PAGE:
Thirteen Reasons Why by Jay Asher

Saturday, May 9, 2009

Thirteen Reasons Why follows one evening in the life of Clay Jensen, who has just received a box containing a set of cassette tapes from Hannah Baker – his crush and classmate – who died two weeks earlier. The tapes chronicle the thirteen reasons why Hannah Baker committed suicide, each tape detailing one person who caused, in one way or another, Hannah’s decision to take her own life.
It’s incredibly hard to encapsulate such an amazing, emotionally-charged novel, and properly convey how evocative and powerful it is. The concept and the structure seem flawless, characters three-dimensional. It’s wonderfully written – taking the reader to the verge of tears, evoking anger – but simple, conversational, easy to read. I read it in one sitting – it’s suspenseful, and even though you know Hannah has already died, you’re hoping someone will save her from herself. The style of writing – the script of Hannah’s audio tape interspersed with Clay’s very emotional reactions – is unique and gripping. Thirteen Reasons Why is unputdownable, and Jay Asher, this being his first novel, is an undeniably talented author, who will undoubtedly go on to success, and hopefully even better novels (and I’m also hoping his next book is less depressing).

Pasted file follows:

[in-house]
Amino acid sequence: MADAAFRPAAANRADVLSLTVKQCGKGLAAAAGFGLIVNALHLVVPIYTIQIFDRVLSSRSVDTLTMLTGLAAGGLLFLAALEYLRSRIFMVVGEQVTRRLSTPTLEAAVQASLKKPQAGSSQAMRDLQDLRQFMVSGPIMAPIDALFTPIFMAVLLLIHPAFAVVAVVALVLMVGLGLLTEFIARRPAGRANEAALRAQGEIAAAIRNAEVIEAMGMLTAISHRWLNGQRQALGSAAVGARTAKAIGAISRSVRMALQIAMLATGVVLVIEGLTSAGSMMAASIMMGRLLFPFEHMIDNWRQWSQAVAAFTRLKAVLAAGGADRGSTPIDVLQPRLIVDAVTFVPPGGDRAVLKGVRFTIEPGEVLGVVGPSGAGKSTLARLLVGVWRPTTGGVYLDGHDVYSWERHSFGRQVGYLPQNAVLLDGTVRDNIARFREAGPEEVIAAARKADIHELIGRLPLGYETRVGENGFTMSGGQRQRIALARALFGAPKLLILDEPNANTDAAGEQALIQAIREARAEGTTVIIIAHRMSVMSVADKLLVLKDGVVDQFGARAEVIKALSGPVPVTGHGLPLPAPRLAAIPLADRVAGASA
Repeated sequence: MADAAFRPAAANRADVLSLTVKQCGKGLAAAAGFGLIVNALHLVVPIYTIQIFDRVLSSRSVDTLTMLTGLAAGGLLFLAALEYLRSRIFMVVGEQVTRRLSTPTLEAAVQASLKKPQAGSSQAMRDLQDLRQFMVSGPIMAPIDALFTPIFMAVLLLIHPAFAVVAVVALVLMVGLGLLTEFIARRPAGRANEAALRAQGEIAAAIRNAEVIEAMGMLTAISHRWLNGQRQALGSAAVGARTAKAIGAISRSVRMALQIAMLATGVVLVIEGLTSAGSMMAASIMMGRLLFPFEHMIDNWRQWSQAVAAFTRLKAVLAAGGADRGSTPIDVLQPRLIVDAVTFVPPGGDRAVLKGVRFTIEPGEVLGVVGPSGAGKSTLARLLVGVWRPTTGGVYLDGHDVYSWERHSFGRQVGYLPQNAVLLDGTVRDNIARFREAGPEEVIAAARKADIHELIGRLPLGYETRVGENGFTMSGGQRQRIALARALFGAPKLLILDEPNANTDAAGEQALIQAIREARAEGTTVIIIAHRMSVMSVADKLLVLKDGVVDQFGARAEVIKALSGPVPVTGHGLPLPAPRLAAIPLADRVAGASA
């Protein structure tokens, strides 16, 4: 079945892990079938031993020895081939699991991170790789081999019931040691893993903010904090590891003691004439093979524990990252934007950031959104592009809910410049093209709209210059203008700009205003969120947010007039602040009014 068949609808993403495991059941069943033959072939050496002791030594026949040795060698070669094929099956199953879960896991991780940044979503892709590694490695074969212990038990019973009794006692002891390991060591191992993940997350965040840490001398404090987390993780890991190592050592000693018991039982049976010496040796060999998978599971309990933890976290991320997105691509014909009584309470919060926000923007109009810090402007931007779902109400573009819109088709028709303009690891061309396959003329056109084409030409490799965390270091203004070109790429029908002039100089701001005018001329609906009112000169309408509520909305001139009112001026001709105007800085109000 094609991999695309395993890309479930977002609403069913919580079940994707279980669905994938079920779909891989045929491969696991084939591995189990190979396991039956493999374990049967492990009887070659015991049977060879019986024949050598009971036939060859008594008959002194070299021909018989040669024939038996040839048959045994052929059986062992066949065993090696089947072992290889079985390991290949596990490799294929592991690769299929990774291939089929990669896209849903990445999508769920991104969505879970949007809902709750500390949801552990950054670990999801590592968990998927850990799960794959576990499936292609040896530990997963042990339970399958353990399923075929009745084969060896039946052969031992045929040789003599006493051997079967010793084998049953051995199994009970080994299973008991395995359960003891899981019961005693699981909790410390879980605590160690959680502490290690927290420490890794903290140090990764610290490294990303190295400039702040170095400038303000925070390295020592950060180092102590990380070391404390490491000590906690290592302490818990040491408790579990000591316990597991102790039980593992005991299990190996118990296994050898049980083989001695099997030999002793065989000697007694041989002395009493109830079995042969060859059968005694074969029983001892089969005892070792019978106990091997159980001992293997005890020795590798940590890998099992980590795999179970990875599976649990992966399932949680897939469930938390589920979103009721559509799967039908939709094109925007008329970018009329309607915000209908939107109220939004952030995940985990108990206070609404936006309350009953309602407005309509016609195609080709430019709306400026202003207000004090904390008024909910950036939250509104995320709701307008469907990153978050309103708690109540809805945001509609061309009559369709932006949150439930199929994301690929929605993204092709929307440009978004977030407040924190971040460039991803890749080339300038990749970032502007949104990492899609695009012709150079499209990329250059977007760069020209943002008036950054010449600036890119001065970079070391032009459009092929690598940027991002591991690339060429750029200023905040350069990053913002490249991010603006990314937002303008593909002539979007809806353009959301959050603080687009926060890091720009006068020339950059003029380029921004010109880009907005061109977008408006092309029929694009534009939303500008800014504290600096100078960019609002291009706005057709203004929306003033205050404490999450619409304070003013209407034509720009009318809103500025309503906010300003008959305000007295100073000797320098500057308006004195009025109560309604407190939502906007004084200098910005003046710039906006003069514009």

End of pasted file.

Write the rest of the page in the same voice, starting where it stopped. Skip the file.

I loved the way in which Thirteen Reasons Why involved so many people, examined the effect each person, each event had towards one awful thing – it’s impossible not to become emotionally involved – oft frustrating, and you feel like yelling at the characters. The interrelation of events was satisfying. I often dislike young adult fiction offering a moral, a lesson, but in Thirteen Reasons Why I didn’t mind so much. This is a book I believe teenager should read and will definitely gain from – be warned of somewhat harsh themes, so I wouldn’t recommend for anyone under fourteen.
Genre: Young Adult
Recommended Age: 14+
Star Rating: Nine out of ten
In a word: Wow
(Jay Asher has an excellent blog here.)
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